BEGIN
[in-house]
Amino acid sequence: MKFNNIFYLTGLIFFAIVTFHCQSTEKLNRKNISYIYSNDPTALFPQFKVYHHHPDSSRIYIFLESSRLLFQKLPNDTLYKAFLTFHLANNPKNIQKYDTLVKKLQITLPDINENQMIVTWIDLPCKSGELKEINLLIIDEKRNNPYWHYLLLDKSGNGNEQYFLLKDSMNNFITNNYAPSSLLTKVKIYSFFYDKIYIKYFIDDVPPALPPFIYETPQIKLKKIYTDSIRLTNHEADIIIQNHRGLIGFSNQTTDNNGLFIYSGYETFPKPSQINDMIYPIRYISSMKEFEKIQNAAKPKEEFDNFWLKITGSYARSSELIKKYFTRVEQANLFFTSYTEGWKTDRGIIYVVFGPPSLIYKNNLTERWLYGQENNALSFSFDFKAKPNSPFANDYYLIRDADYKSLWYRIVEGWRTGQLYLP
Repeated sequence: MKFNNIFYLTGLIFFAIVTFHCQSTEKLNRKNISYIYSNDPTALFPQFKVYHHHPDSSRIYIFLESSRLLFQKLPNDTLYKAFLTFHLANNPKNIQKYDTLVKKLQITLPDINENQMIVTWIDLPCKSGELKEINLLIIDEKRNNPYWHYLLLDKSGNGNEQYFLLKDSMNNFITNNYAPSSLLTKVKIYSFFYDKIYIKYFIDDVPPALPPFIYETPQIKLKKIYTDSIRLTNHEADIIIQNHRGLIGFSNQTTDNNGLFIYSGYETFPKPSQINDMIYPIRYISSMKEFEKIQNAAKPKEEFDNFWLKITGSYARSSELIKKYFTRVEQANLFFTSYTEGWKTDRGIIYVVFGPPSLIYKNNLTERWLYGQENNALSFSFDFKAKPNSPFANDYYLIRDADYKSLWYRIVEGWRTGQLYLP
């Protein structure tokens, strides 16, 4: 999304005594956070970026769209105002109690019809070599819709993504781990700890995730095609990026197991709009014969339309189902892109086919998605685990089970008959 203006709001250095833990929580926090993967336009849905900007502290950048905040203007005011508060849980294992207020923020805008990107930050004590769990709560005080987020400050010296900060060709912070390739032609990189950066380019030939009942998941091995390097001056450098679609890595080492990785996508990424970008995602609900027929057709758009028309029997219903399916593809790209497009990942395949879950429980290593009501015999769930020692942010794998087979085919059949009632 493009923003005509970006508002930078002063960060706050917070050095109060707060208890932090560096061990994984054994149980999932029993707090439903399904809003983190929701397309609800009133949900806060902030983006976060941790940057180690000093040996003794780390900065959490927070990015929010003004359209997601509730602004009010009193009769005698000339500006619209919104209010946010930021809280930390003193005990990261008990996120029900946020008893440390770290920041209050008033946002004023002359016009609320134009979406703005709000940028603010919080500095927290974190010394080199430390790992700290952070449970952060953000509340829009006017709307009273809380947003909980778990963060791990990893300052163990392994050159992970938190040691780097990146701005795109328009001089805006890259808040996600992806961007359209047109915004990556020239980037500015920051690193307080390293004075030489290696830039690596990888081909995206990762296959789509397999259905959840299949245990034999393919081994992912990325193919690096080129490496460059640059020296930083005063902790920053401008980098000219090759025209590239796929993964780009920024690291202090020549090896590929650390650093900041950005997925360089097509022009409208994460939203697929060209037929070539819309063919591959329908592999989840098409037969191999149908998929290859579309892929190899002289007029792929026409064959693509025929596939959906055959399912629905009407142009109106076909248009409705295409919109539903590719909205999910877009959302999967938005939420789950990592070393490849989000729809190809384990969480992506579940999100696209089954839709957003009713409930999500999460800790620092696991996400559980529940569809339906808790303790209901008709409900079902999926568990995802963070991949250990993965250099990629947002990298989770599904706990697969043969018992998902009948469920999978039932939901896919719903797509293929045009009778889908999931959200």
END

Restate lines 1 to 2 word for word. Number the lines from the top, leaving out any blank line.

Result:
[in-house]
Amino acid sequence: MKFNNIFYLTGLIFFAIVTFHCQSTEKLNRKNISYIYSNDPTALFPQFKVYHHHPDSSRIYIFLESSRLLFQKLPNDTLYKAFLTFHLANNPKNIQKYDTLVKKLQITLPDINENQMIVTWIDLPCKSGELKEINLLIIDEKRNNPYWHYLLLDKSGNGNEQYFLLKDSMNNFITNNYAPSSLLTKVKIYSFFYDKIYIKYFIDDVPPALPPFIYETPQIKLKKIYTDSIRLTNHEADIIIQNHRGLIGFSNQTTDNNGLFIYSGYETFPKPSQINDMIYPIRYISSMKEFEKIQNAAKPKEEFDNFWLKITGSYARSSELIKKYFTRVEQANLFFTSYTEGWKTDRGIIYVVFGPPSLIYKNNLTERWLYGQENNALSFSFDFKAKPNSPFANDYYLIRDADYKSLWYRIVEGWRTGQLYLP